Under pressure from Wall Street analysts reviewing debt issuances for Southern California Edison and San Diego Gas & Electric, the governor and Democratic leaders are trying to have the bill approved by the Legislature before the summer recess begins on Friday.
Wiener is concerned with provisions in the bill that erects new barriers for the formation of new or expansion of publicly operated electric utilities because of new PUC oversight on the sales of assets by investor-owned utilities, particularly PG&E since it is in bankruptcy proceedings. San Francisco, San Diego, and other cities are currently exploring the feasibility of purchasing assets from the investor-owned utilities. Obviously, the utilities don't like it but the more important opposition is labor, particularly the powerful union of electrical workers.
AB 392 (Weber, McCarty, Rendon, and Senator Atkins): Peace officers. The police use-of-force bill on there was a compromise reached between two major law enforcement groups and social justice organizations passed the State Senate this evening and was sent to Governor Newsom. Since Senate Appropriations was meeting to review AB 1054 when the AB 392 vote was up, many members haven't yet cast their votes at 6pm as I wrap this. They will add on when the bill's "call" is removed, which is standard practice when not all members are on the floor. At the time of the initial vote of 29 ayes, 1 no, and 10 not voting, only Jeff Stone (R-La Quinta) was a no vote. He did not speak on the bill to indicate the reasons for his opposition.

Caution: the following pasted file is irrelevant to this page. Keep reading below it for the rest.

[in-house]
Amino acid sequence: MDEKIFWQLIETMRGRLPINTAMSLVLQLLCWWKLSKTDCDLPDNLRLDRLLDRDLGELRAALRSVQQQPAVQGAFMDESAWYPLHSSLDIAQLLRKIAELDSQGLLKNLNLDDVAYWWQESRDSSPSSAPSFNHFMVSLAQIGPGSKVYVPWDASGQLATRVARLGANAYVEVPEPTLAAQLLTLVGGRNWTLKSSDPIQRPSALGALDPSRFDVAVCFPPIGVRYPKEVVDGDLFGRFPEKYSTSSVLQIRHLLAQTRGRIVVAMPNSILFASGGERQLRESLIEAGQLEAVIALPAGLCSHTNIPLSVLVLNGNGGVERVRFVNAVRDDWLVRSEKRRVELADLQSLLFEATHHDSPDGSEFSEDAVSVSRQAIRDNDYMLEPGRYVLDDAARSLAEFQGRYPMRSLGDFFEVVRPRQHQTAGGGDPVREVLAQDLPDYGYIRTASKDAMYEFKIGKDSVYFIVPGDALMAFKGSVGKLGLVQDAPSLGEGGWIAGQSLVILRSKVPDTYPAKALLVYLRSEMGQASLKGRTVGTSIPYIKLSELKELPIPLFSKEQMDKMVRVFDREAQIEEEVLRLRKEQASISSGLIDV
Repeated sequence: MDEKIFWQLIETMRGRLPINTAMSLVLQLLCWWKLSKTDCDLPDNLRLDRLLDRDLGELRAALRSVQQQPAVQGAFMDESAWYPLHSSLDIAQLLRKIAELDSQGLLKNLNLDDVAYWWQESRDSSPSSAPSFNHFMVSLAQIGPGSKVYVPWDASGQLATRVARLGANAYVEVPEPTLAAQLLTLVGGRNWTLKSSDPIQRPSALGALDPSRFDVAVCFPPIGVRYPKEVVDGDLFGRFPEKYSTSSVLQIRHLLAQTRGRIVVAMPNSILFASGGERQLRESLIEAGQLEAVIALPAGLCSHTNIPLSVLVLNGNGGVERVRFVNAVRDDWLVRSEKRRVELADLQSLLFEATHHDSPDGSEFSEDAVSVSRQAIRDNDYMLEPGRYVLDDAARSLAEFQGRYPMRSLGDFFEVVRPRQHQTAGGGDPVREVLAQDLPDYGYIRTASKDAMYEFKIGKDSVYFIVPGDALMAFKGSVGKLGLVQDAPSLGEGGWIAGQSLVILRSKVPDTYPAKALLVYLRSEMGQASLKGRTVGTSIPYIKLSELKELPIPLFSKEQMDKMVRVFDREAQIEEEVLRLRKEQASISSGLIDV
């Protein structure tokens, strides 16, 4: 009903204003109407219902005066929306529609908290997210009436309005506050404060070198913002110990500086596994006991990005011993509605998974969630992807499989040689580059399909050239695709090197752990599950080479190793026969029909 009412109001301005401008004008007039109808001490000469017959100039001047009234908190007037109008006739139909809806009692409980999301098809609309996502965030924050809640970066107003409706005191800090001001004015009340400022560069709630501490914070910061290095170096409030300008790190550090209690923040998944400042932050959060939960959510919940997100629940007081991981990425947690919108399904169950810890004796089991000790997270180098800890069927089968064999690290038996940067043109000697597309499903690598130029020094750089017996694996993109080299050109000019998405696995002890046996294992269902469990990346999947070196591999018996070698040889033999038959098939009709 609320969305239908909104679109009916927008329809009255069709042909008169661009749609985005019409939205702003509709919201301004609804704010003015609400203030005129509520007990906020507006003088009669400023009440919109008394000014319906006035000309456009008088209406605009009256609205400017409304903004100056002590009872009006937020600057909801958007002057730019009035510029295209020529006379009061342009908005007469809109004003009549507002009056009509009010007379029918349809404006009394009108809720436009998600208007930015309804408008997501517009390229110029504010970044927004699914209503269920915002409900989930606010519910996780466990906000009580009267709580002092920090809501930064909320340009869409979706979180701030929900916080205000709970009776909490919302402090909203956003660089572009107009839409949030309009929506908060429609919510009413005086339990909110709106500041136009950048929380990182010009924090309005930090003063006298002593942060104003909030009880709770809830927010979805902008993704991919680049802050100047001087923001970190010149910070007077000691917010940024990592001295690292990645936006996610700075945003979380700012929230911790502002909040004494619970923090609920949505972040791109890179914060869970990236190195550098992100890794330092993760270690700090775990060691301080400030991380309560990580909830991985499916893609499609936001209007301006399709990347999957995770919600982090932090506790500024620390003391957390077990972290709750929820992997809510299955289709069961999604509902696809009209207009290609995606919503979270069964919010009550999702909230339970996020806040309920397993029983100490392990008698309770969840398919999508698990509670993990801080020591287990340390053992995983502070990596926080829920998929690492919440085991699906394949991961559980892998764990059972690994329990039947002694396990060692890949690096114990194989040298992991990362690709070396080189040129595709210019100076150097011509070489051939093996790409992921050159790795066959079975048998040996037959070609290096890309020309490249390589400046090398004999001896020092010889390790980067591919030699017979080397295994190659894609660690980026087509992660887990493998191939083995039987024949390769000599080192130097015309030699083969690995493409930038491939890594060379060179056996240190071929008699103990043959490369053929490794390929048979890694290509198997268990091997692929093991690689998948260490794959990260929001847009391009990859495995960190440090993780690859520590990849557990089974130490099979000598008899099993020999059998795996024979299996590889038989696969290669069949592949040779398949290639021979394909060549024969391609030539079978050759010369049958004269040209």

Despite the well-covered compromise believed to clear a logjam on the topic, plenty of local police organizations and the League of California Cities continue to oppose it. The bill that focuses on police officer training--SB 230 (Caballero)--is in Senate Appropriations Committee on the suspense file and will likely be sent to the Assembly floor when that file is considered just before the August 30 deadline for fiscal committees to act. The bill needs to return to the Assembly for concurrence in Senate amendments before it reaches the governor. The Legislature's first year of the 2019-20 session ends on September 13.
SB 200 (Monning): Drinking water. The bill to provide the mechanism for spending the $130 million provided in the 2019-20 budget was approved by the Senate this afternoon on an overwhelming, bipartisan vote and now goes to the governor. The bill provides direct funding from the state General Fund ($30 million) and cap-and-trade funds ($100 million) in lieu of a tax on water ratepayers, dairies, and fertilizer companies.
Anyway, those are just some of the big items today. I'm sure later tonight and tomorrow morning, I'll run across many more things!
Chat with ya tomorrow!